Some people are still worried about the safety of 5G

With all the current 5G hype within the industry it's easy to forget that not everyone is as excited about the new generation of mobile technology as those that are rolling it out.

Mary Lennighan

March 3, 2021

3 Min Read
5G in City

With all the current 5G hype within the industry it’s easy to forget that not everyone is as excited about the new generation of mobile technology as those that are rolling it out.

Thankfully, last year’s incidences of 5G mast burning appear to have become a thing of the past – in the UK at least, although there are local press reports about a mast fire in Essex just last night – but people are still demonstrating their concerns over the tech in more subtle ways.

New online search data shows that in certain global markets significant numbers of consumers are asking Google to allay their concerns over the safety of 5G. And the UK is right up there.

A new study published by software testing services provider Prolifics Testing shows that the US is the most sceptical nation in absolute terms when it comes to 5G, recording an average of 374,700 searches per month relating to the perceived negative aspects of the technology. The UK comes in second, with 93,400. However, when the numbers are reworked to account for relative population sizes the UK finds itself at the top of the pile with 1,415 negative 5G searches per 1 million population, followed by Australia with 1,318 and the US in third place with 1,142.

Using online analytics tool Ahrefs, Prolifics Testing looked at consistently recurring Google searches on 5G (well, someone had to…or did they?). This covered questions about whether the technology is safe, is dangerous, poses a health risk, causes and/or spreads Covid-19, and so forth.


As the chart shows, there are many markets out there where consumers are less suspicious of 5G. There is moderate scepticism in Africa, with the major economies of South Africa and Nigeria making the top 20, although the latter ranks much lower when size of population is taken into account. Mexico also ranks fairly highly essentially by virtue of having a lot of people, while many major European countries are asking a lot of questions about the technology.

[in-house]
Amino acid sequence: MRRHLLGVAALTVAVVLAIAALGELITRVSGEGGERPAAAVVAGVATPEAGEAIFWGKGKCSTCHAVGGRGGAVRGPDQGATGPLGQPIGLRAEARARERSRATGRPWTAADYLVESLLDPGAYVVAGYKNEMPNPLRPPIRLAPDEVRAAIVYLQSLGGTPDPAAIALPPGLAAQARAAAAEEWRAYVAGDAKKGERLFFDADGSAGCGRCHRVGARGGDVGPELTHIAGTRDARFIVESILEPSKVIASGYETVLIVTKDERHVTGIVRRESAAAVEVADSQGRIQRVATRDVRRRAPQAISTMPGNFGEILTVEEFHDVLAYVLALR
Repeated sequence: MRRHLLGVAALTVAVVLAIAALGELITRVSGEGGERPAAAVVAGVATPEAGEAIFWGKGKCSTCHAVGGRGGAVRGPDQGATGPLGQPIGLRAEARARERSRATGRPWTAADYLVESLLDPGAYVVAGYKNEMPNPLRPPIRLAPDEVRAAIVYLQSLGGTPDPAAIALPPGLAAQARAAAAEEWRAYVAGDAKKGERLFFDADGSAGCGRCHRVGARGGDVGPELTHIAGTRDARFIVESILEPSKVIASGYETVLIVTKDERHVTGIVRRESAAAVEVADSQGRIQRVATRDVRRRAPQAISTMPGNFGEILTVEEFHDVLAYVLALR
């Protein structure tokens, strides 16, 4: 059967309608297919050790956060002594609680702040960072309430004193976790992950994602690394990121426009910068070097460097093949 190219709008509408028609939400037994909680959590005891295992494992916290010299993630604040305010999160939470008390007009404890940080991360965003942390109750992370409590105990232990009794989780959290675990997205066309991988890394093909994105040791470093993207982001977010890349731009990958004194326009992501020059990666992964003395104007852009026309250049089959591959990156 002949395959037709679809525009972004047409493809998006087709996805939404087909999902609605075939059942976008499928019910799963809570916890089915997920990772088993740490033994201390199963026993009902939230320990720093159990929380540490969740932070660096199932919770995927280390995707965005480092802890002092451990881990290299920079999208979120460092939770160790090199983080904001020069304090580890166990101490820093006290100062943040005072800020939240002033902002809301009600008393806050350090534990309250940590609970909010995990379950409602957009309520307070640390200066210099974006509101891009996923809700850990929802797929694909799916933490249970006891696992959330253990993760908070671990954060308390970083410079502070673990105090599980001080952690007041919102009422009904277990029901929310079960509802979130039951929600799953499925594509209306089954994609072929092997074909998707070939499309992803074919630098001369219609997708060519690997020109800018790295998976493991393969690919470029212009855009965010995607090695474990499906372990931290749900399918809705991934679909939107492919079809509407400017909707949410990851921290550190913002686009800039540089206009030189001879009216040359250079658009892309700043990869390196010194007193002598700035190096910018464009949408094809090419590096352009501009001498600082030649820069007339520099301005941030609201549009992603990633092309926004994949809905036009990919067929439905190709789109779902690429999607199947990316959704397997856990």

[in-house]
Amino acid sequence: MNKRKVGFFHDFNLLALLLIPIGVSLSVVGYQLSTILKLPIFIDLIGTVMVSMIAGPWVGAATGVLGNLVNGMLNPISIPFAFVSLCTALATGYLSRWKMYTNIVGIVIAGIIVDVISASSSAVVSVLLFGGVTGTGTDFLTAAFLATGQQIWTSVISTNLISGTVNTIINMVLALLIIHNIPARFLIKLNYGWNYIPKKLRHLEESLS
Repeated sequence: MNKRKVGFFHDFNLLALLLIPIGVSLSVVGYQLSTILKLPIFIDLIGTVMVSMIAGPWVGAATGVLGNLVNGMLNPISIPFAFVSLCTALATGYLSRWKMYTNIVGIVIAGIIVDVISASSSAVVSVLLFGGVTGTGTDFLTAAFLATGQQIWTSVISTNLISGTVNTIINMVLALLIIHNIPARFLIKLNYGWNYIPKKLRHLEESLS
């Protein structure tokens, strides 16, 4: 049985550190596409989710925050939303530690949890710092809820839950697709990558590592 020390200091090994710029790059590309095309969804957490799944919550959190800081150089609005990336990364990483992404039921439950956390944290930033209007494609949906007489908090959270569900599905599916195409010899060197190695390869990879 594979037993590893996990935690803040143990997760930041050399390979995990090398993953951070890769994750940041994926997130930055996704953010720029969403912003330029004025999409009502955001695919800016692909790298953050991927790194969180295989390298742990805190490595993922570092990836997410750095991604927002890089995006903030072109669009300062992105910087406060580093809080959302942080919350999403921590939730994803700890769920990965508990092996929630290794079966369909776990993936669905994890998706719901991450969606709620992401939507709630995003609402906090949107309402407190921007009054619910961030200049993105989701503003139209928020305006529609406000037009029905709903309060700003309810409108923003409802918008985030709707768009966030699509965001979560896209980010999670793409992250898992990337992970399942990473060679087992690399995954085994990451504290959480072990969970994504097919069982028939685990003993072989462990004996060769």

In all, Prolifics Testing analysed 5G search data in 155 countries across six continents.

Even in the markets topping the list, the actual number of people with niggling doubts about 5G is not that high. However, it is something that telecoms operators should keep an eye on, particularly in light of further search data analysed by Prolifics Testing.

The question ‘what is 5G?’ is typed into Google on average 127,400 times per month in the US; 24,200 times in the UK; and 15,100 times in third-placed Canada.

Again, these are not big numbers. But assuming that the same people are not repeatedly asking that same question over a period of several months, it starts to add up to quite a few people who are aware of 5G without understanding it. On a related note, the simple search term ‘5G’ came up 314,000 times per month in the US, 130,900 in Poland, and 120,000 times in the UK.

“We suspect users searching for this term will either be finding out more about the technology, learning about the benefits, or generally researching potential risks as a result of misinformation spread online,”  Prolifics Testing said in its report.

This is starting to add up to some extra work for telcos’ PR and marketing departments, it appears.

About the Author(s)

Mary Lennighan

Mary has been following developments in the telecoms industry for more than 20 years. She is currently a freelance journalist, having stepped down as editor of Total Telecom in late 2017; her career history also includes three years at CIT Publications (now part of Telegeography) and a stint at Reuters. Mary's key area of focus is on the business of telecoms, looking at operator strategy and financial performance, as well as regulatory developments, spectrum allocation and the like. She holds a Bachelor's degree in modern languages and an MA in Italian language and literature.

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